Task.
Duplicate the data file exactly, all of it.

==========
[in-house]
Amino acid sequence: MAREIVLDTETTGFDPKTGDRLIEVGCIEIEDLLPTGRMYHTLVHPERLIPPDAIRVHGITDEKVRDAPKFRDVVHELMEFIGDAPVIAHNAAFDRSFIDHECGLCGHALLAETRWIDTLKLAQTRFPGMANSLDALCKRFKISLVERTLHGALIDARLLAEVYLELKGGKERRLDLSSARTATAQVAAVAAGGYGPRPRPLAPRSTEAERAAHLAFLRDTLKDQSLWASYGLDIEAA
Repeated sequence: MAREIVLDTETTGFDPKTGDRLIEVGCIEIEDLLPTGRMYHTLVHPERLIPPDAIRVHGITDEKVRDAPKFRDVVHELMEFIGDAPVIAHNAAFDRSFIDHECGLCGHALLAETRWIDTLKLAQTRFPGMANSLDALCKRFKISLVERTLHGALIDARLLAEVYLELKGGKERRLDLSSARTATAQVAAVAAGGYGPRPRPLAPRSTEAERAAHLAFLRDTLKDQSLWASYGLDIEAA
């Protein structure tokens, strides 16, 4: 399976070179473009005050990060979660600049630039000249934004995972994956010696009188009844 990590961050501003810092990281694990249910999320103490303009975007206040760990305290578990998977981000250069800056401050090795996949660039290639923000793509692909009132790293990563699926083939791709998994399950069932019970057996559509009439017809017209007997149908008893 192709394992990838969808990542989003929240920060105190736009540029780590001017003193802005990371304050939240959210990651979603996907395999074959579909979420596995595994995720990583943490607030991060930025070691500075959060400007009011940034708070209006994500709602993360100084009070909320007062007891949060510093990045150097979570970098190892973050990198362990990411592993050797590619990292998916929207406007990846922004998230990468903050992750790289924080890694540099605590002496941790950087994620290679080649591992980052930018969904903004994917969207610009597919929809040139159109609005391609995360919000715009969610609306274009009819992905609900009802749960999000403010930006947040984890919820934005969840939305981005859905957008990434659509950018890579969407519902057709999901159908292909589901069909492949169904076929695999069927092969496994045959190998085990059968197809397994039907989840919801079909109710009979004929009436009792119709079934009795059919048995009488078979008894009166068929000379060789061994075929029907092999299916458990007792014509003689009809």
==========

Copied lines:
[in-house]
Amino acid sequence: MAREIVLDTETTGFDPKTGDRLIEVGCIEIEDLLPTGRMYHTLVHPERLIPPDAIRVHGITDEKVRDAPKFRDVVHELMEFIGDAPVIAHNAAFDRSFIDHECGLCGHALLAETRWIDTLKLAQTRFPGMANSLDALCKRFKISLVERTLHGALIDARLLAEVYLELKGGKERRLDLSSARTATAQVAAVAAGGYGPRPRPLAPRSTEAERAAHLAFLRDTLKDQSLWASYGLDIEAA
Repeated sequence: MAREIVLDTETTGFDPKTGDRLIEVGCIEIEDLLPTGRMYHTLVHPERLIPPDAIRVHGITDEKVRDAPKFRDVVHELMEFIGDAPVIAHNAAFDRSFIDHECGLCGHALLAETRWIDTLKLAQTRFPGMANSLDALCKRFKISLVERTLHGALIDARLLAEVYLELKGGKERRLDLSSARTATAQVAAVAAGGYGPRPRPLAPRSTEAERAAHLAFLRDTLKDQSLWASYGLDIEAA
């Protein structure tokens, strides 16, 4: 399976070179473009005050990060979660600049630039000249934004995972994956010696009188009844 990590961050501003810092990281694990249910999320103490303009975007206040760990305290578990998977981000250069800056401050090795996949660039290639923000793509692909009132790293990563699926083939791709998994399950069932019970057996559509009439017809017209007997149908008893 192709394992990838969808990542989003929240920060105190736009540029780590001017003193802005990371304050939240959210990651979603996907395999074959579909979420596995595994995720990583943490607030991060930025070691500075959060400007009011940034708070209006994500709602993360100084009070909320007062007891949060510093990045150097979570970098190892973050990198362990990411592993050797590619990292998916929207406007990846922004998230990468903050992750790289924080890694540099605590002496941790950087994620290679080649591992980052930018969904903004994917969207610009597919929809040139159109609005391609995360919000715009969610609306274009009819992905609900009802749960999000403010930006947040984890919820934005969840939305981005859905957008990434659509950018890579969407519902057709999901159908292909589901069909492949169904076929695999069927092969496994045959190998085990059968197809397994039907989840919801079909109710009979004929009436009792119709079934009795059919048995009488078979008894009166068929000379060789061994075929029907092999299916458990007792014509003689009809």